Elon Musk is trying to change the world into a better, longer-lasting place. In 2006, he wrote a Tesla Master Plan focused on creating a low-volume all-electric car, which would entail first creating expensive vehicles and progressively more affordable ones as his company’s production efficiency improved and electric vehicle (EV) tech costs came down.
Elon is famous for making bold claims and big bets. He’s built a name for himself by pulling off what seemed impossible, such as making electric cars into mass-market products before 2020. But some say he may be expanding his portfolio too quickly and making it into something that distracts rather than builds upon his past successes. He’s known for missing his own deadlines, and that can get more attention than the fact that even when late, Tesla is far ahead of the competition. He’s said to be a rigorous boss, with an abundance of self-confidence, demand for accountability, and sometimes little patience. He’s achieved the quintessential American Dream to an extreme degree yet is continuously forced to defend it.
But Musk has an interesting claim to automotive fame that speaks to his vision and tenacity: he’s the longest tenured CEO in the automotive world right now. That’s an amazing feat.
Musk moved to the top of the automotive CEO longevity list in May when Dieter Zetsche stepped down from Daimler. Zetsche guided Mercedes to the top of the sales charts for premium cars in 2016, overtaking rivals BMW and Audi in the process. “Everything is under scrutiny,” Dieter Zetsche said May 22 at the annual shareholder meeting in Berlin, citing costs, investments, and the Mercedes-Benz maker’s product range. “We cannot and will not be satisfied with the current level of profitability.”
Ola Kallenius, 49, is now charged with financing the shift toward electric cars and digital services, acknowledging that the late start will stymie profitability in these segments for years to come. Daimler expects more than half of global deliveries to be fully electric or plug-in hybrid cars in 2030 and plans to make its entire model lineup carbon-neutral by 2039.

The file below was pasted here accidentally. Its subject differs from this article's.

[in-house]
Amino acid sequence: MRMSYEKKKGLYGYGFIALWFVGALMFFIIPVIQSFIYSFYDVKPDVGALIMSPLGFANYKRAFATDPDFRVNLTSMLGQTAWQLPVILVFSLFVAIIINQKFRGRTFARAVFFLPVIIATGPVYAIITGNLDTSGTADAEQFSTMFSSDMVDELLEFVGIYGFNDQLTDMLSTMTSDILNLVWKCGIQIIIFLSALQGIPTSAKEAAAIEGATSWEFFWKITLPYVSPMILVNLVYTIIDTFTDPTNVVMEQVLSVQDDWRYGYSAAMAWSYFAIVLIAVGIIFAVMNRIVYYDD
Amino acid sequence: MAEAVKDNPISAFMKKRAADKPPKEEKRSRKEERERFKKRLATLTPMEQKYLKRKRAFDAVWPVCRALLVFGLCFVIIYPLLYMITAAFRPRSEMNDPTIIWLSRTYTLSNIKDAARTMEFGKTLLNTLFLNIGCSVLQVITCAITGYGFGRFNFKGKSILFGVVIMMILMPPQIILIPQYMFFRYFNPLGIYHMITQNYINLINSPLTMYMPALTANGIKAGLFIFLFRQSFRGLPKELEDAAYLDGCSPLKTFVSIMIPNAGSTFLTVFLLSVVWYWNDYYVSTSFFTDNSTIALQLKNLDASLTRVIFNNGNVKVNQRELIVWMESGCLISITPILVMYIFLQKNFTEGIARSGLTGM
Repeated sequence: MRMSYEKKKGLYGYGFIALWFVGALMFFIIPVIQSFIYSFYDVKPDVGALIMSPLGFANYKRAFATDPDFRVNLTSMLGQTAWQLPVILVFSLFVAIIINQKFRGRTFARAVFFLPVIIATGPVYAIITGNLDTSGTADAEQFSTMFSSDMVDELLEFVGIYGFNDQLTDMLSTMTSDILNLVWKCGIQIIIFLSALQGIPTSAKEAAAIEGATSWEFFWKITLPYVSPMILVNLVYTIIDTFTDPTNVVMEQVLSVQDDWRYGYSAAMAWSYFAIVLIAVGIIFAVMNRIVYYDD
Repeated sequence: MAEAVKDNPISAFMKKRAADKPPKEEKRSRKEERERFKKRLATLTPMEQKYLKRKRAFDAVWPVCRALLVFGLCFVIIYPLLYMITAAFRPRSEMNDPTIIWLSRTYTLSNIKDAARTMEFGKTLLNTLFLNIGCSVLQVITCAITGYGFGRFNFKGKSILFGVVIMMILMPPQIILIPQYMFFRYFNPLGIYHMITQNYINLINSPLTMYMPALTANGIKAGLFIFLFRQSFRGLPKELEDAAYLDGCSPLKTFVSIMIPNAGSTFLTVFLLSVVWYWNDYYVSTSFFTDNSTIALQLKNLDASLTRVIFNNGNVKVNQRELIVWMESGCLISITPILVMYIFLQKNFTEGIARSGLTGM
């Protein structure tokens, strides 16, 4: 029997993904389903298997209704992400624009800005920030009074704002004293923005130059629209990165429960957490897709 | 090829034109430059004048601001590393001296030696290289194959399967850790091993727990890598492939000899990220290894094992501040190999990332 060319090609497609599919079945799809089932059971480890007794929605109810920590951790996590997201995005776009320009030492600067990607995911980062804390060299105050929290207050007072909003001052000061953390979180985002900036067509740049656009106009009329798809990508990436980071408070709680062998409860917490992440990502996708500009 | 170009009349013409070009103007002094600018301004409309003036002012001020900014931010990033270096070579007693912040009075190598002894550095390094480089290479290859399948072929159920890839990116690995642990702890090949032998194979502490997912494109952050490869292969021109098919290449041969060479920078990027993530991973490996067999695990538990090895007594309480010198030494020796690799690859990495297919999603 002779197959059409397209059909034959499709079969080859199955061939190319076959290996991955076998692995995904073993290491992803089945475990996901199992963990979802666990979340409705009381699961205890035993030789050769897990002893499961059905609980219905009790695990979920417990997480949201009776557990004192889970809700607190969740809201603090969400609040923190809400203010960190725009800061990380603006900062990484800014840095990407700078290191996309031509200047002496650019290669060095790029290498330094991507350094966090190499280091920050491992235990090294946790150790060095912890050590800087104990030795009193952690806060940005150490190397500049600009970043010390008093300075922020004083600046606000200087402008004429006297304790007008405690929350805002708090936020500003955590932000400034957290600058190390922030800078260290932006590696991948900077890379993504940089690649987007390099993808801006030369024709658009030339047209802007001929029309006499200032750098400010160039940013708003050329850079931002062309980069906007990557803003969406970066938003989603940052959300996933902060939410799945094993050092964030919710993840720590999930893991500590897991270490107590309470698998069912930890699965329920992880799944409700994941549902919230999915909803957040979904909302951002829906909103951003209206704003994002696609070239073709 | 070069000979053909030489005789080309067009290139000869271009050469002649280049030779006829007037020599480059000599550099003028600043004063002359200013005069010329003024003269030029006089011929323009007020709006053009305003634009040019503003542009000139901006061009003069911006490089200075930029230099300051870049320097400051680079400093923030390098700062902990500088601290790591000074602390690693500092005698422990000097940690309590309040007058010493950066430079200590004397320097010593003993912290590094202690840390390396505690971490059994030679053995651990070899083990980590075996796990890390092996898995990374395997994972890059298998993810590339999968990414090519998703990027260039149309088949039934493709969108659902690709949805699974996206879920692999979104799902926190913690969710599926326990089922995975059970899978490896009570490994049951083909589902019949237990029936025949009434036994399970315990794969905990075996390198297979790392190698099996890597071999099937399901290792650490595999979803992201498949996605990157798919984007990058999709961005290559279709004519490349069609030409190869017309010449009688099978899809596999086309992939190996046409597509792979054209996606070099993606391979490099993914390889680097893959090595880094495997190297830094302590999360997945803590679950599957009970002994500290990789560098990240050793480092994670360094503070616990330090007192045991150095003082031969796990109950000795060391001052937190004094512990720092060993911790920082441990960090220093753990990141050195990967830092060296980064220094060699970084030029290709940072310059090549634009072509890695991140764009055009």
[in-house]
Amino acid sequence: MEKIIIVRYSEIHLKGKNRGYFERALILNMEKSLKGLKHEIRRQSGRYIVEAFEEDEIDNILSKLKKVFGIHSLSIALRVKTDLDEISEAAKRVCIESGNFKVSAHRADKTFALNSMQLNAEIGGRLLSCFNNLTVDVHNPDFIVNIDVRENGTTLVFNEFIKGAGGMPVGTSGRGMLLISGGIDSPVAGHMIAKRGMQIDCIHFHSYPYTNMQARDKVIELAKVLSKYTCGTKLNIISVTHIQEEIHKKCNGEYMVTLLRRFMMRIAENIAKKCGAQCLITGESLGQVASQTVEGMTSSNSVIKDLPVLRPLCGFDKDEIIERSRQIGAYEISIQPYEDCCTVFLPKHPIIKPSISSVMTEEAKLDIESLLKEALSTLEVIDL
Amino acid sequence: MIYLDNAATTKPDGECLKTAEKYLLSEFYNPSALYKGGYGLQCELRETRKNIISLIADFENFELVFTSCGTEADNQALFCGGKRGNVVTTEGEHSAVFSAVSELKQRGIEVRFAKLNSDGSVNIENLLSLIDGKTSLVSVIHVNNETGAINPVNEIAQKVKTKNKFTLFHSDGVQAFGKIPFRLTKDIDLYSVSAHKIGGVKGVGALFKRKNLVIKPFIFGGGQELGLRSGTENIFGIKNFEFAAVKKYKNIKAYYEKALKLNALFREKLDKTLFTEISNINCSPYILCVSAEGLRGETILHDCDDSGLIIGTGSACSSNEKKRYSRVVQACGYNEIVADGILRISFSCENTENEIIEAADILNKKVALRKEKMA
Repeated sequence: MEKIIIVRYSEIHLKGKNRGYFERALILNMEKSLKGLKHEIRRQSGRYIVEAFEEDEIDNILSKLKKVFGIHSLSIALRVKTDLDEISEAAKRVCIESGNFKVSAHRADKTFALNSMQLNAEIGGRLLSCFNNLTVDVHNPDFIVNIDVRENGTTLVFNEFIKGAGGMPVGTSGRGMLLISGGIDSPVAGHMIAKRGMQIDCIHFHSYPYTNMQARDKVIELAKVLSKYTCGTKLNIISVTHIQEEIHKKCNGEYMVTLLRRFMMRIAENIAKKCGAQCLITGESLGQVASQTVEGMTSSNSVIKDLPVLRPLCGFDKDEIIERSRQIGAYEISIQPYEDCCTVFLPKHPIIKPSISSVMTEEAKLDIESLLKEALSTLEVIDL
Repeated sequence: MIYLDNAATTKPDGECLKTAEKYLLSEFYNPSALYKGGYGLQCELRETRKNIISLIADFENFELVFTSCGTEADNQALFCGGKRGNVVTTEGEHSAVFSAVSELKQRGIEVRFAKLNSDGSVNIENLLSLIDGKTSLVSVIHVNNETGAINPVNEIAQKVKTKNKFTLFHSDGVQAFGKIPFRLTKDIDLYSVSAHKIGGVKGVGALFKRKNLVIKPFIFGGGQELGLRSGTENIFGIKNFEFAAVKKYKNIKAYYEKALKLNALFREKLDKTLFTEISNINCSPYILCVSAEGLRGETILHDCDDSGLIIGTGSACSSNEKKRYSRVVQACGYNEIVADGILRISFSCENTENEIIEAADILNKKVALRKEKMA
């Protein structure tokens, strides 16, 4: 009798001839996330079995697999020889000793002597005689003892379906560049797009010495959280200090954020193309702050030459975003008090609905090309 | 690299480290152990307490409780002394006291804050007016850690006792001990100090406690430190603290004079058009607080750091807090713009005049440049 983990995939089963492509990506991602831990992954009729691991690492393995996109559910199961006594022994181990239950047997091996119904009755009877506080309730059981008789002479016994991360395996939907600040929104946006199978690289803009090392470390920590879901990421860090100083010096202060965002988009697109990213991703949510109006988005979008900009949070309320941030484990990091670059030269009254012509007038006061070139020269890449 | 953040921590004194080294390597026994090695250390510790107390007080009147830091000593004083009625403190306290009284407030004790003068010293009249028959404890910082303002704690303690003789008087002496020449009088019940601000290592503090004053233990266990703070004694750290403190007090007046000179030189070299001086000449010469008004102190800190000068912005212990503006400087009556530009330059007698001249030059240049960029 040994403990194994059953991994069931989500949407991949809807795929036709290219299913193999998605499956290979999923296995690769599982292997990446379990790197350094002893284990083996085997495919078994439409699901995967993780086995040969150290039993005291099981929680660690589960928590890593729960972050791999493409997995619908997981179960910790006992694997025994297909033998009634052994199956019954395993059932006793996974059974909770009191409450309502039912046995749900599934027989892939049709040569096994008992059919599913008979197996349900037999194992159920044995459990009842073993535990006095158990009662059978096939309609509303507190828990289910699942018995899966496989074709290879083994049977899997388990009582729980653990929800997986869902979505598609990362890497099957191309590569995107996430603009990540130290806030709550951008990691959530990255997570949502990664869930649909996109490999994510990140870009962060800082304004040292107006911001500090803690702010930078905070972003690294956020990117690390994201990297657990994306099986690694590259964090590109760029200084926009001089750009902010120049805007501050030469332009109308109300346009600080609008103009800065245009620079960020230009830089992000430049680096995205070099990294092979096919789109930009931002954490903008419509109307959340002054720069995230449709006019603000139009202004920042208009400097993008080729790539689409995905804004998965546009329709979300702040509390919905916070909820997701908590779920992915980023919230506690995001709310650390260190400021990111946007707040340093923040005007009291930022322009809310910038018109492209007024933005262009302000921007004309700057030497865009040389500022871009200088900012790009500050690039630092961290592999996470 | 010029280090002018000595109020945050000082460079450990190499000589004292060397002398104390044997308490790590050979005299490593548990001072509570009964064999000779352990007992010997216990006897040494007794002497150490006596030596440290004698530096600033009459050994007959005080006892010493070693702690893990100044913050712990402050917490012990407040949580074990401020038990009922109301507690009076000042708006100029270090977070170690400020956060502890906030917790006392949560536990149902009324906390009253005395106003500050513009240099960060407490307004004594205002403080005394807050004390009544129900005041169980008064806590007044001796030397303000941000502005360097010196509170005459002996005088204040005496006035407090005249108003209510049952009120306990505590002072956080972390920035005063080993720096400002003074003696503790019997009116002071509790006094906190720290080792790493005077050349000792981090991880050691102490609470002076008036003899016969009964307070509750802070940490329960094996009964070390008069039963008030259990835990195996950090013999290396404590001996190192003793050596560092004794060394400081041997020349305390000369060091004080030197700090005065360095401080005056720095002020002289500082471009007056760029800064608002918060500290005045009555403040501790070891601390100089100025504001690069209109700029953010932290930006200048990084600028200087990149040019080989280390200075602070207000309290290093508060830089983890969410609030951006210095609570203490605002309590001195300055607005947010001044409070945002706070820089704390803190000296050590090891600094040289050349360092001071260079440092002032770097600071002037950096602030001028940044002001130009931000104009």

— Gora (@gora321) July 12, 2019
Musk was over a decade ahead of Daimler in the vision for a sustainable transportation future.
What Qualities Does a CEO Need? What Makes Musk a Valuable CEO?
Effective leadership is central to a company’s success. A CEO must possess certain traits. Let’s see how Elon Musk, 48, matches up.
Ability to learn from the past: A CEO must have the ability to learn from past experiences and instill lessons for the future. Musk was fired as the CEO from own company, Zip2. He was sent packing from PayPal while on his honeymoon. Many SpaceX rocket launches failed. He may have spoken too often and indiscreetly about the sales growth of Tesla, at least according to the SEC. (It’ll be hard to forget the “funding secured” tweet for a while, which some see as justified and others don’t but without a doubt ended up costing Tesla and TSLA.)
Musk has been reflective on his decisions as he has grown Tesla to the forefront of zero-emissions transportation. His mantra is, “Constantly think about how you could be doing things better and questioning yourself.”
Strong communication skills: Communication is key in any setting and, as someone in charge, a CEO must learn how to communicate effectively to impart messages that promote, sustain, and invigorate the company. Yes, Elon Musk has more than a touch of P.T. Barnum about him and seems to have an unnatural ability to get people excited even as he has the potential to disappoint them.
But he’s changed the way that major companies market their products, tweets in a special and influential way, has developed a widely praised company website, spurs word-of-mouth sales like no other, and long ago set up unique Tesla galleries instead of conventional auto dealerships. He’s caused competitors to shake their heads in dismay as they see their own advertising expenditures soar into the millions or billions annually. Automotive dealers, local dealer associations, and manufacturers will spend approximately $11.3 billion on local advertising across the USA in 2019, BIA Advisory Services estimates, while Tesla continues to spurn conventional advertising.